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  • Teaching History by Living History
  • Joe Foster

The Civil War in Public Education

Overshadowed by Common Core, Parternship for Assessment of Readiness for College and Careers (PARCC), and other reforms, the Civil War is not exactly a hot topic among policymakers. According to the Social Studies Indicators created by the state’s Department of Education (ODE), in Ohio the Civil War is only taught in seventh or eighth grade. And its emphasis is restricted to a few key individuals, causes, Gettysburg, the abolition of slavery, and the Lincoln assassination. Interested in Sherman’s March to the Sea? The contributions of immigrants? Not here.

High school is worse. The only mention of the Civil War in the ODE Standards appears in grade 12 as one of a list of potential cause-and-effect topics. However, the ODE Standards do provide a loophole: twelfth grade students are expected to be able to

  1. 1. Analyze primary source material to see if a historical interpretation is supported and

  2. 2. Analyze cause-and-effect relationships and multiple causation, including the influence of ideas, the role of chance and individual and collective action.

Electives are hard to come by at a small school such as Waynesfield-Goshen. Our graduating class size averages forty students, and we have fewer than six [End Page 63] hundred students in the entire district. With limited finances and numbers of students and staff, it is difficult to offer many electives. In 2006, using a combination of the Civil War Curriculum ( and personal preferences, I developed an elective class on the Civil War to provide an increased focus on historical cause-and-effect and analysis of primary resources—just as the ODE Indicators suggested.

In the Classroom

History books are filled with names of individuals whose heroic and sometimes terrible deeds are recounted in static and lifeless prose. That’s sad. Every person is unique, with a story, personality, family, loves, and dreams. A history teacher has to get students to understand those stories and to consider their own individual ones.

I focus on individuals and follow their lives through the Civil War. The course syllabus stresses military science, including organization, strategy, and conflict. Along the way, we encounter people whose lives were either affected by the war or whose actions affected the course of the war. I want students to visualize how the war would have affected their own lives. If the students can’t internalize the history, then they will never fully grasp its importance. Current junior Stephen Hayes explains, “I believe the end of the war is the most interesting because I can’t comprehend why the South would not just give up when they saw their fight was futile. They continued to get their men slaughtered. When is enough enough?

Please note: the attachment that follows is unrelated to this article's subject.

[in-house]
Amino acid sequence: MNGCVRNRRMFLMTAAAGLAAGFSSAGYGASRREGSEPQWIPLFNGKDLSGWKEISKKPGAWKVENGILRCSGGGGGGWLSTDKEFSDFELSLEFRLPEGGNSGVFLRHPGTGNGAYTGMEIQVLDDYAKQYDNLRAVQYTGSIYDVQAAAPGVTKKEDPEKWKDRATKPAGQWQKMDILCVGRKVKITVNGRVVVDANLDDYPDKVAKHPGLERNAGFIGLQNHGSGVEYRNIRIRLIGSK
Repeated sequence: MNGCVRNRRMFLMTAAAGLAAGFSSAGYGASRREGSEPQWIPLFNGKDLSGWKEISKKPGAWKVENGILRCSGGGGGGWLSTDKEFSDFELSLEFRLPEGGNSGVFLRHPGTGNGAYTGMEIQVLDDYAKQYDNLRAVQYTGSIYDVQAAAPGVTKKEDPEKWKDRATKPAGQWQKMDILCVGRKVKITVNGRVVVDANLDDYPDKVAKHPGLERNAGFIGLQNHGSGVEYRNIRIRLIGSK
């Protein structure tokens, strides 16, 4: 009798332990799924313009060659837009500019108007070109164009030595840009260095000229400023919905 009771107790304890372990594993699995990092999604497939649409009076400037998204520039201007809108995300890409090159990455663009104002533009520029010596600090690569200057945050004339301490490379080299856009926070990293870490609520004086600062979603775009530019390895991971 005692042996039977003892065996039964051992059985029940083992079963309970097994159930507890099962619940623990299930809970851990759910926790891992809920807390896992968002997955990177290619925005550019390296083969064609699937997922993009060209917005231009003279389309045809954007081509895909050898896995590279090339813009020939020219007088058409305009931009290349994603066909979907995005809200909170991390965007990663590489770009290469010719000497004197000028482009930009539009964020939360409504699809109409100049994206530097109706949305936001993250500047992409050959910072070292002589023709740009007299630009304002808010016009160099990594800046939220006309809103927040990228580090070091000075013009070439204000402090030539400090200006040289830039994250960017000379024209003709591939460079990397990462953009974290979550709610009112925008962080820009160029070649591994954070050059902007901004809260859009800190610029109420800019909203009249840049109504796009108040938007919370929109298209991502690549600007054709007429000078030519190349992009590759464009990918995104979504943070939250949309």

Each student is expected to choose six topics to research and present to the class over the course of one semester. Each project includes primary sources, maps, and photographs presented in a multimedia format. I urge students to consider three essential questions in their research.

  1. 1. How did events unfold to lead our story to this person or event?

  2. 2. What decisions were made or actions taken by this person to shape the story of the Civil War?

  3. 3. How did the story change due to this person/event?

Encouraging students to become the educators is valuable in any educational setting. Each semester, my students prepare and deliver one lesson to an elementary school class, forcing them to become more engaged and gain [End Page 64] additional perspective. While some students complain at first, nearly all of them find the experience rewarding.

Civil War Photography

In an age in which technology has placed almost limitless information at the mere swipe of a finger, the ability to discern accuracy and bias has never been more lacking. My students joke, “Just because it’s on the Internet doesn’t make it true.” Yet in their next breaths, they will quote Internet farces as fact. To compound matters, efforts to correct often only anger and strengthen their resolve!

I strive to guide students to proven sources while encouraging them to search for new ones...


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pp. 63-69
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